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EDITIONS
 Sunday, 15 December, 2002, 14:27 GMT
Nigeria meets money laundering deadline
Lagos street scene
Nigeria's banks face tighter regulation
Nigeria has passed laws to crack down on money laundering one day before a sanctions deadline set by the world's rich and industrialised countries.

The Financial Action Task Force (FATF), the investigative arm of the Organisation for Economic Cooperation and Development (OECD), threatened to impose financial sanctions against Nigeria if the 15 December deadline was not met.

President Olusegun Obasanjo signed three bills on Saturday which will also create a financial crimes commission and tightened the regulation of Nigeria's banking sector.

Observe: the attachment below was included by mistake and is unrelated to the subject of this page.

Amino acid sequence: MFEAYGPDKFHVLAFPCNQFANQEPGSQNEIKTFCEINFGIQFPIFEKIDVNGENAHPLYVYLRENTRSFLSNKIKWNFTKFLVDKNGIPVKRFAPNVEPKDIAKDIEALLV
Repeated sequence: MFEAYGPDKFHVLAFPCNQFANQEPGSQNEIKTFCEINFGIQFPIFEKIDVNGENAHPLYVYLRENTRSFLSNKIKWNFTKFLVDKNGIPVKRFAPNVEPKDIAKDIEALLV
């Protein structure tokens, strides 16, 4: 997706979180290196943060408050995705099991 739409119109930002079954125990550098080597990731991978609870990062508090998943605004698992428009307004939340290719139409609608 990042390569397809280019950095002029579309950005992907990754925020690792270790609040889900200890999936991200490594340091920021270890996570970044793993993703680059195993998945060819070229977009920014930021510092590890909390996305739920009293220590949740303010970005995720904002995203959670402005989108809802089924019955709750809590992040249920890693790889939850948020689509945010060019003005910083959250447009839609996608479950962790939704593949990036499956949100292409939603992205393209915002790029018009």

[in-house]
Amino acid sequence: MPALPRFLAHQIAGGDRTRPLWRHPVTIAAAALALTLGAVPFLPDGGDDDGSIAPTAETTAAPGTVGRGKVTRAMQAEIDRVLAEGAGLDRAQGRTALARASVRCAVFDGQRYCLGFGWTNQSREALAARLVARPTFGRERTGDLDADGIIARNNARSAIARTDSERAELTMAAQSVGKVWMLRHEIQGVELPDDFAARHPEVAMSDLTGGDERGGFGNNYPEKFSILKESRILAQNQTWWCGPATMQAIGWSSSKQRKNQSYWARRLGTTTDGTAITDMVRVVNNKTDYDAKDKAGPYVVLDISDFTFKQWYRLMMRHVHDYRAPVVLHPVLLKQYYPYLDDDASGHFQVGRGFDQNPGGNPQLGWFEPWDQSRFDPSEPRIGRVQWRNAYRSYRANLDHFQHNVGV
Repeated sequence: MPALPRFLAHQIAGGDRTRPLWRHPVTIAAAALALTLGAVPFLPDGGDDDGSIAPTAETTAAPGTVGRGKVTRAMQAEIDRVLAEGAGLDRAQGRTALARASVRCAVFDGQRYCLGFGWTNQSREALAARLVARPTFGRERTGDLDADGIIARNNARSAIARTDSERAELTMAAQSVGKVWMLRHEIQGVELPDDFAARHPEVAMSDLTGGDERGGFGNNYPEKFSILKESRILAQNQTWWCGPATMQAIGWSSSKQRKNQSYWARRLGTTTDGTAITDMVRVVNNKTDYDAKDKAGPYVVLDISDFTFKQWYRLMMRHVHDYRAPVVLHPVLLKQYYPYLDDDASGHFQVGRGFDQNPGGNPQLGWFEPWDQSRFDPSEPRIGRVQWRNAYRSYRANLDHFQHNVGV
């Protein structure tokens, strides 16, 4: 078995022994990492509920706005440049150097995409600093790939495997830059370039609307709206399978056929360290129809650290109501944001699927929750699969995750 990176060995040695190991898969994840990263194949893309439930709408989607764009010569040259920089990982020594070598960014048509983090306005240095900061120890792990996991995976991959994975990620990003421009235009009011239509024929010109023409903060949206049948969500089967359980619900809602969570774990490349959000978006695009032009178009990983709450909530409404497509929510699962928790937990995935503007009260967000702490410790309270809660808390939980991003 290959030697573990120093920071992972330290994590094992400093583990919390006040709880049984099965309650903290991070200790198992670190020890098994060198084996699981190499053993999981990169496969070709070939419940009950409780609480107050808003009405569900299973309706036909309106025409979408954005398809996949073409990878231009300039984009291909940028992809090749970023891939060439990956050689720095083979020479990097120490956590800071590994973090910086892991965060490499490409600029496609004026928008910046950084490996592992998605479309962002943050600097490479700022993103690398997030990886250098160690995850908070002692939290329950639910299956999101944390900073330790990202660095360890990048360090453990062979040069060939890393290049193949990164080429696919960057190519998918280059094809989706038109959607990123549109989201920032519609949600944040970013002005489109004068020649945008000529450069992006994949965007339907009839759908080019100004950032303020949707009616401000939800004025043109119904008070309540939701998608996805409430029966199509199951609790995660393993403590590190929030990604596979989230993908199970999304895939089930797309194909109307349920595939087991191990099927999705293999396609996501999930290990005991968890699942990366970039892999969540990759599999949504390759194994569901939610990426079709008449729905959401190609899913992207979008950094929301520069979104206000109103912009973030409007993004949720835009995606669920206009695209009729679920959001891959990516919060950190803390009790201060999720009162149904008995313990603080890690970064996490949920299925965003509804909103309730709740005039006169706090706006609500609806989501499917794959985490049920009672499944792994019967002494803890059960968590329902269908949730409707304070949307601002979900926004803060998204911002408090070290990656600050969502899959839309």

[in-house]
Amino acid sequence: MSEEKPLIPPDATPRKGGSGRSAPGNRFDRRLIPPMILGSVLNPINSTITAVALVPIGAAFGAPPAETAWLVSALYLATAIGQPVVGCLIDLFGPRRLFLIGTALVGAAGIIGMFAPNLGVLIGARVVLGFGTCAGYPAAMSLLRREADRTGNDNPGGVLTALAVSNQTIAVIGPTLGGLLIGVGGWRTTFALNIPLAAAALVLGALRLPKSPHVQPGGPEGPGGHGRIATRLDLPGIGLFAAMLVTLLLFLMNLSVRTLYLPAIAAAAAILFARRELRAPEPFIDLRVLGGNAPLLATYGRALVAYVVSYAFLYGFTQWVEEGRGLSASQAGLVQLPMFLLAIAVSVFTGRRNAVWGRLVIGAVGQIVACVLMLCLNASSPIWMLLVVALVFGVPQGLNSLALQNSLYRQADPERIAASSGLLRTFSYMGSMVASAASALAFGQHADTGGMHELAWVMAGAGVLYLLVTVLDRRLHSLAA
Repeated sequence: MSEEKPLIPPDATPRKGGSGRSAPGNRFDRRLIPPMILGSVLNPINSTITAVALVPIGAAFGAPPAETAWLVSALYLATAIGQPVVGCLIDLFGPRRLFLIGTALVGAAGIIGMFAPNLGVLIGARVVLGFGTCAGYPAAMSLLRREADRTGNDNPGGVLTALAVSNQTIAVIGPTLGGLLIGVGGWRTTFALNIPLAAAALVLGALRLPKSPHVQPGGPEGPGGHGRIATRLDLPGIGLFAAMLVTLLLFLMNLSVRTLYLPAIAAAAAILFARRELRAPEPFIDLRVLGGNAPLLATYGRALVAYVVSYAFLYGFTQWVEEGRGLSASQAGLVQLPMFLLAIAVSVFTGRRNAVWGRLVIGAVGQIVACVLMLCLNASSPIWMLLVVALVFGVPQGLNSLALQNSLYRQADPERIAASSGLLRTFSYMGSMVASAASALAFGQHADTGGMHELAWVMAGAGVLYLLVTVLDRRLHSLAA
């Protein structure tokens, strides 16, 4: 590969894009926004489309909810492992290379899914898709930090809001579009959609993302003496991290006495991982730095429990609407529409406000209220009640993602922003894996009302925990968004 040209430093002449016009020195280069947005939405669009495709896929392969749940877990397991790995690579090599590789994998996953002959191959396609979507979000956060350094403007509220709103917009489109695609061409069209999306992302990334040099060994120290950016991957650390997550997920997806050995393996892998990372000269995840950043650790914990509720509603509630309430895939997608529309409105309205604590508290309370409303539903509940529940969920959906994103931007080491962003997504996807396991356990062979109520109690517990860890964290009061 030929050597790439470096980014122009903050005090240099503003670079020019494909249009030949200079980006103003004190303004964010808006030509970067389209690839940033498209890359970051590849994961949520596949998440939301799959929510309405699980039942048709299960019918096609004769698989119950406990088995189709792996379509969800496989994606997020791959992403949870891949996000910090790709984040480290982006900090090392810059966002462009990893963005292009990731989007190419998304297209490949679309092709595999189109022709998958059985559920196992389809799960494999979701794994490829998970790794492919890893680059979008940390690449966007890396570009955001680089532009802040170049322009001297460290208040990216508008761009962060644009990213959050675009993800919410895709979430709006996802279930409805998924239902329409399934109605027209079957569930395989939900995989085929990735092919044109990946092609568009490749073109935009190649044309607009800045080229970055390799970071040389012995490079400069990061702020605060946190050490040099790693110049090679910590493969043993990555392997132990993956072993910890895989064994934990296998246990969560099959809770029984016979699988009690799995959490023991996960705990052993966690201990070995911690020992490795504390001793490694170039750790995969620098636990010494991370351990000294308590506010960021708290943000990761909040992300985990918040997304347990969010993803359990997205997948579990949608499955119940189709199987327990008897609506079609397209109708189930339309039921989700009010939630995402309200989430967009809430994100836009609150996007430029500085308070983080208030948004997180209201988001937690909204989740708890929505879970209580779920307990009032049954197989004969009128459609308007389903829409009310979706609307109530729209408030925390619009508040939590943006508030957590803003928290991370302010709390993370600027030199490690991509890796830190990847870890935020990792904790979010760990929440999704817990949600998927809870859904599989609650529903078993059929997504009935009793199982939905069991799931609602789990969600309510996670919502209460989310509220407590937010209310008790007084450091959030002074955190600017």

"A copy of the money-laundering bill 2002 has been sent ... to the chairman of the FATF," a statement from Mr Obasanjo's office said.

The OECD represents the interests of the 30 most industrialised countries in the world.

Blacklisted

Nigeria is on the FATF's blacklist of money-laundering countries and is rated as the second most corrupt country in the world by Transparency International.

The US, which launched a clampdown on the funding of terrorist groups after 11 September last year, warned of action if the deadline passed without new laws.

"The adoption of such sanctions would have had the effect of disrupting financial flows into Nigeria, including letters of credit transactions," Mr Obasanjo warned in a letter to the Nigerian senate in October.

The bill had been held up by changes made in the senate to the threshold at which financial actions had to be reported.

Mr Obasanjo asked for them to be tightened to meet the OECD's demands.

See also:

12 Dec 02 | Business
28 Nov 02 | Business
21 Nov 02 | Business
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